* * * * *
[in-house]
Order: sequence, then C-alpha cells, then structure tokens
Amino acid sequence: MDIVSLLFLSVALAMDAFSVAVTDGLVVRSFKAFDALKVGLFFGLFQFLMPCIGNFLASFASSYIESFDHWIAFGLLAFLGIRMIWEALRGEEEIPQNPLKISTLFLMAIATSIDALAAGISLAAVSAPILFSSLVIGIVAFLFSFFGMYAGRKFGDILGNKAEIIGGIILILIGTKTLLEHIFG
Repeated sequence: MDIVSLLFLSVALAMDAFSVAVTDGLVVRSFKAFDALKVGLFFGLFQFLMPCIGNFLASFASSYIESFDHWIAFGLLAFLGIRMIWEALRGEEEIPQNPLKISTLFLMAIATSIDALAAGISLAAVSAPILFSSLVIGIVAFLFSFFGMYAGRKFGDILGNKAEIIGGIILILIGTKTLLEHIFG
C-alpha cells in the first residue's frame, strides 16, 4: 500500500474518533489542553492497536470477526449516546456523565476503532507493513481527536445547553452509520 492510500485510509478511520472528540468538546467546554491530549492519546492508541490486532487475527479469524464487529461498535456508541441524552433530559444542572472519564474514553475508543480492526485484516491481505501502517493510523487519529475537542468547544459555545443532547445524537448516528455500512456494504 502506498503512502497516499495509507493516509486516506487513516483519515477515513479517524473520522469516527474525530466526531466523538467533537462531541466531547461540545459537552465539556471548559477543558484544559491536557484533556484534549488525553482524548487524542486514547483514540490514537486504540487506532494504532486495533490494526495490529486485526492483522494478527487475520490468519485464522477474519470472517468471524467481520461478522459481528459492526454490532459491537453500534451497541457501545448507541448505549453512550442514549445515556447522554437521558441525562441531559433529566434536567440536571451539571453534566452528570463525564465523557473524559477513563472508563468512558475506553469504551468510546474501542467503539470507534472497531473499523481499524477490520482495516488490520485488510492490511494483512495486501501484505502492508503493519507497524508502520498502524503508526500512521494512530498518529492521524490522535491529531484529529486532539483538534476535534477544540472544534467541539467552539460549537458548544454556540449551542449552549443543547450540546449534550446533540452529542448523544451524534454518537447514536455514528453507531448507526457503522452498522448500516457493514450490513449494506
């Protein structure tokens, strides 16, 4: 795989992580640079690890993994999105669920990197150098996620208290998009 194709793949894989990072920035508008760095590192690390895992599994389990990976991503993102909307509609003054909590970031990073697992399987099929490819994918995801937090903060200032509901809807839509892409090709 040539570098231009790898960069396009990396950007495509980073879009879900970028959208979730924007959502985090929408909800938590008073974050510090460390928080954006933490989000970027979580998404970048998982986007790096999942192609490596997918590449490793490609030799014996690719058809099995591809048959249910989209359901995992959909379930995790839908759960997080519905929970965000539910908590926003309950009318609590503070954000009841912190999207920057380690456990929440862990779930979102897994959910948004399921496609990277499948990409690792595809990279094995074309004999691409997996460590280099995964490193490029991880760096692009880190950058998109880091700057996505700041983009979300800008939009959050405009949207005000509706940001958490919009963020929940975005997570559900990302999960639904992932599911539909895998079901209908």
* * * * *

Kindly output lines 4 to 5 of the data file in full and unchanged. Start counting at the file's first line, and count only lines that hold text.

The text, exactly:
Repeated sequence: MDIVSLLFLSVALAMDAFSVAVTDGLVVRSFKAFDALKVGLFFGLFQFLMPCIGNFLASFASSYIESFDHWIAFGLLAFLGIRMIWEALRGEEEIPQNPLKISTLFLMAIATSIDALAAGISLAAVSAPILFSSLVIGIVAFLFSFFGMYAGRKFGDILGNKAEIIGGIILILIGTKTLLEHIFG
C-alpha cells in the first residue's frame, strides 16, 4: 500500500474518533489542553492497536470477526449516546456523565476503532507493513481527536445547553452509520 492510500485510509478511520472528540468538546467546554491530549492519546492508541490486532487475527479469524464487529461498535456508541441524552433530559444542572472519564474514553475508543480492526485484516491481505501502517493510523487519529475537542468547544459555545443532547445524537448516528455500512456494504 502506498503512502497516499495509507493516509486516506487513516483519515477515513479517524473520522469516527474525530466526531466523538467533537462531541466531547461540545459537552465539556471548559477543558484544559491536557484533556484534549488525553482524548487524542486514547483514540490514537486504540487506532494504532486495533490494526495490529486485526492483522494478527487475520490468519485464522477474519470472517468471524467481520461478522459481528459492526454490532459491537453500534451497541457501545448507541448505549453512550442514549445515556447522554437521558441525562441531559433529566434536567440536571451539571453534566452528570463525564465523557473524559477513563472508563468512558475506553469504551468510546474501542467503539470507534472497531473499523481499524477490520482495516488490520485488510492490511494483512495486501501484505502492508503493519507497524508502520498502524503508526500512521494512530498518529492521524490522535491529531484529529486532539483538534476535534477544540472544534467541539467552539460549537458548544454556540449551542449552549443543547450540546449534550446533540452529542448523544451524534454518537447514536455514528453507531448507526457503522452498522448500516457493514450490513449494506